Relationship between china and britain

British Imperialism in China | Guided History

relationship between china and britain

At the same time, the UK boasts the sort of links with the Party-State that have recently fallen under intense scrutiny in Chinese influence. The first Opium War (–42) was fought between China and Britain; or the Anglo-French War in China, was fought by Britain and France. UK and Chinese ministers celebrate 40th anniversary of scientific relations The China International Import Expo saw the UK delegation, led by Dr Liam Fox.

Britain and other European countries undertook the opium trade because of their chronic trade imbalance with China. Consequently, Europeans had to pay for Chinese products with gold or silver. The opium trade, which created a steady demand among Chinese addicts for opium imported by the West, solved this chronic trade imbalance.

The country traders sold the opium to smugglers along the Chinese coast.

relationship between china and britain

The gold and silver the traders received from those sales were then turned over to the East India Company. In China the company used the gold and silver it received to purchase goods that could be sold profitably in England.

The amount of opium imported into China increased from about chests annually in to roughly 1, chests in and then to about 10, per year between and The weight of each chest varied somewhat—depending on point of origin—but averaged approximately pounds By the amount had grown to some 40, chests imported into China annually. The balance of payments for the first time began to run against China and in favour of Britain.

How China-UK relations have evolved

Meanwhile, a network of opium distribution had formed throughout China, often with the connivance of corrupt officials. Levels of opium addiction grew so high that it began to affect the imperial troops and the official classes.

The efforts of the Qing dynasty to enforce the opium restrictions resulted in two armed conflicts between China and the West, known as the Opium Warsboth of which China lost and which resulted in various measures that contributed to the decline of the Qing. The first war, between Britain and China —42did not legalize the trade, but it did halt Chinese efforts to stop it.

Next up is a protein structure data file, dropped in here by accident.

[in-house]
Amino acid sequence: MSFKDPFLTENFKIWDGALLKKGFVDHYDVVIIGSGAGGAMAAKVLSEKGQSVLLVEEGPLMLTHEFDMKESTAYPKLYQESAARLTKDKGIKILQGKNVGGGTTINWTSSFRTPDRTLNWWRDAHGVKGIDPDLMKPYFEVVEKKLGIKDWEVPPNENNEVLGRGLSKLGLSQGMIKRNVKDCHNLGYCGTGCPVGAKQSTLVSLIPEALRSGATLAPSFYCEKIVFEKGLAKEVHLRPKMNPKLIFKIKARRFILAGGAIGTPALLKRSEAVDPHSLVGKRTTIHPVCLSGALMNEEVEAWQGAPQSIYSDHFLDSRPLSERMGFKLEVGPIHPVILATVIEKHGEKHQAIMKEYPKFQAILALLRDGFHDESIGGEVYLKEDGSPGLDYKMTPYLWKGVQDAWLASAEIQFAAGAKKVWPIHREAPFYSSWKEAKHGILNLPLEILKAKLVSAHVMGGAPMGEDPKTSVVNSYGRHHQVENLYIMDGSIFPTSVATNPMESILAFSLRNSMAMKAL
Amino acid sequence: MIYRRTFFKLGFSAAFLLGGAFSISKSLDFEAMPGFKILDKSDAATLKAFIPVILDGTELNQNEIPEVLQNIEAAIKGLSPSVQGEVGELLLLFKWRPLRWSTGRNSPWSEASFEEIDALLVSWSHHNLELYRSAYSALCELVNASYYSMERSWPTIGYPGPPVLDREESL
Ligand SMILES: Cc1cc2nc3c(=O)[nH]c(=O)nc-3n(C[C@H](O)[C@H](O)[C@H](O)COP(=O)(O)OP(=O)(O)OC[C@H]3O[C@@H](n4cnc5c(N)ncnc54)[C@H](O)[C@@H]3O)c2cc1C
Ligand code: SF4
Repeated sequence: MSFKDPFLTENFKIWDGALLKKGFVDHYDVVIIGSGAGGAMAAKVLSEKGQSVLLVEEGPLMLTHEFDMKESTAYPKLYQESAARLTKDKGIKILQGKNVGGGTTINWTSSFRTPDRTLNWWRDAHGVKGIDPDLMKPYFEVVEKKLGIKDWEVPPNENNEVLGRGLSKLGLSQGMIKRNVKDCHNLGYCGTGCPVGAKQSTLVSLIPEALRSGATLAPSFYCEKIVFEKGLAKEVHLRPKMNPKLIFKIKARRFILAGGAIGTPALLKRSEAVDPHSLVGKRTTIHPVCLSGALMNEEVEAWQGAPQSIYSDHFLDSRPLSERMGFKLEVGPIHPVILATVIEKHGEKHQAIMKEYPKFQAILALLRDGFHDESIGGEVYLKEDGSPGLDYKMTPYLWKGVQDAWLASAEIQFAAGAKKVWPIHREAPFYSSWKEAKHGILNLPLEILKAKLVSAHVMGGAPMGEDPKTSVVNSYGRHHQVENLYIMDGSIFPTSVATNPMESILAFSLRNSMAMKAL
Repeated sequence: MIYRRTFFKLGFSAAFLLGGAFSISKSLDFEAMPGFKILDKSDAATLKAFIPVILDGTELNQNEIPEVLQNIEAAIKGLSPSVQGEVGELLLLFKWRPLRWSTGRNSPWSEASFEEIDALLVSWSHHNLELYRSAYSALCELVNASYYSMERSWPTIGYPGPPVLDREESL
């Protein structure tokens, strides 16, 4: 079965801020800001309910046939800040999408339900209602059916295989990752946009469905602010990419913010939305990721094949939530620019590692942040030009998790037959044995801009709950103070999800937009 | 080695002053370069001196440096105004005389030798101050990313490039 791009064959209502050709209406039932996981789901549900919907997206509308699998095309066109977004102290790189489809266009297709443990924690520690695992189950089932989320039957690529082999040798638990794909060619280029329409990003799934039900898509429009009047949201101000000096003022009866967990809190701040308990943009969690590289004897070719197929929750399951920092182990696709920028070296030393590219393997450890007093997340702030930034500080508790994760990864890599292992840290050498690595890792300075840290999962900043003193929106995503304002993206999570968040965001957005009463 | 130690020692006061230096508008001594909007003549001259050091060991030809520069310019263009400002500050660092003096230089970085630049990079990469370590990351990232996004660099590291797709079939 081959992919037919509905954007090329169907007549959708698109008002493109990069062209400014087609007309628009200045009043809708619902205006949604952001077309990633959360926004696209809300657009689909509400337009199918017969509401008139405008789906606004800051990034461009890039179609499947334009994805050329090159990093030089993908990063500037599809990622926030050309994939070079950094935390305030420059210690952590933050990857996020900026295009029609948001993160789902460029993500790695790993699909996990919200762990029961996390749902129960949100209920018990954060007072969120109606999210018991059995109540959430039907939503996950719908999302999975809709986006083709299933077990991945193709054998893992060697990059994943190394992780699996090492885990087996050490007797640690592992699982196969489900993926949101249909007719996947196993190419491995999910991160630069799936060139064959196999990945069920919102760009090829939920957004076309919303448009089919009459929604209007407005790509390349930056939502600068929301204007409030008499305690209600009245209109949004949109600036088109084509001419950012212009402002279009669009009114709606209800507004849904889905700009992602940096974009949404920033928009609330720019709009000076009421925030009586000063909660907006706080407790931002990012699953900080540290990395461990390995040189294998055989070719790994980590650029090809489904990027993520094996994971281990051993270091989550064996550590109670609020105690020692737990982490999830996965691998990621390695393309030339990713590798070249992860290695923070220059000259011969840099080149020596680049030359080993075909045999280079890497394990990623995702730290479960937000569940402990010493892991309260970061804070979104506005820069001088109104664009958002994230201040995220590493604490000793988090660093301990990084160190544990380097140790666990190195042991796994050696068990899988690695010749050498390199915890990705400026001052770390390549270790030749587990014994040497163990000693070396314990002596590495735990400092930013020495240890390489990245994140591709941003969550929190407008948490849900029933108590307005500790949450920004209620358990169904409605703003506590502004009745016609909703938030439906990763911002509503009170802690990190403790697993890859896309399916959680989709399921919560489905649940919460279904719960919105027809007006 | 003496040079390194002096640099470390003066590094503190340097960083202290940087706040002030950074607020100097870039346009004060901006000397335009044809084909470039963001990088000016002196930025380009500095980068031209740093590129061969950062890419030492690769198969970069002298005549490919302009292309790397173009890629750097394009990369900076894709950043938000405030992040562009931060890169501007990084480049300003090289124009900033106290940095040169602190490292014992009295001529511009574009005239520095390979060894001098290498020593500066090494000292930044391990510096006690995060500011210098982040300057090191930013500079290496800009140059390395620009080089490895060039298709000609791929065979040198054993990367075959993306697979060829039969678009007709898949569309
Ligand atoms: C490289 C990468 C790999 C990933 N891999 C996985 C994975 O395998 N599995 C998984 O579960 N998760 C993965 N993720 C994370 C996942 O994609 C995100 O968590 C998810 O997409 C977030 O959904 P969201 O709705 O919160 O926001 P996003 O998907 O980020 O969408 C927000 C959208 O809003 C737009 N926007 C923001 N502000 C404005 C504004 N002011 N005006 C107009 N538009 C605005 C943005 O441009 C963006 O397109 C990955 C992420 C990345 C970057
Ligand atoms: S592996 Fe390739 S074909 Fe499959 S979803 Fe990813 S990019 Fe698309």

In the second Opium War —60 —fought between a British-French alliance and China—the Chinese government was forced to legalize the trade, though it did levy a small import tax on opium.

The forecast for British-Chinese relations in a storm on the horizon

By that time opium imports to China had reached 50, to 60, chests a year, and they continued to increase for the next three decades. Other Western countries quickly demanded and were given similar privileges.

The second Opium War In the mids, while the Qing government was embroiled in trying to quell the Taiping Rebellion —64the British, seeking to extend their trading rights in China, found an excuse to renew hostilities. In early October some Chinese officials boarded the British-registered ship Arrow while it was docked in Canton, arrested several Chinese crew members who were later releasedand allegedly lowered the British flag.

Later that month a British warship sailed up the Pearl River estuary and began bombarding Canton, and there were skirmishes between British and Chinese troops. Trading ceased as a stalemate ensued. In December Chinese in Canton burned foreign factories trading warehouses there, and tensions escalated. The French decided to join the British military expedition, using as their excuse the murder of a French missionary in the interior of China in early After delays in assembling the forces in China British troops that were en route were first diverted to India to help quell the Indian Mutinythe allies began military operations in late In May allied troops in British warships reached Tianjin Tientsin and forced the Chinese into negotiations.

The treaties of Tianjinsigned in Juneprovided residence in Beijing for foreign envoys, the opening of several new ports to Western trade and residence, the right of foreign travel in the interior of China, and freedom of movement for Christian missionaries.

relationship between china and britain

In further negotiations in Shanghai later in the year, the importation of opium was legalized. The British withdrew from Tianjin in the summer ofbut they returned to the area in June en route to Beijing with French and British diplomats to ratify the treaties.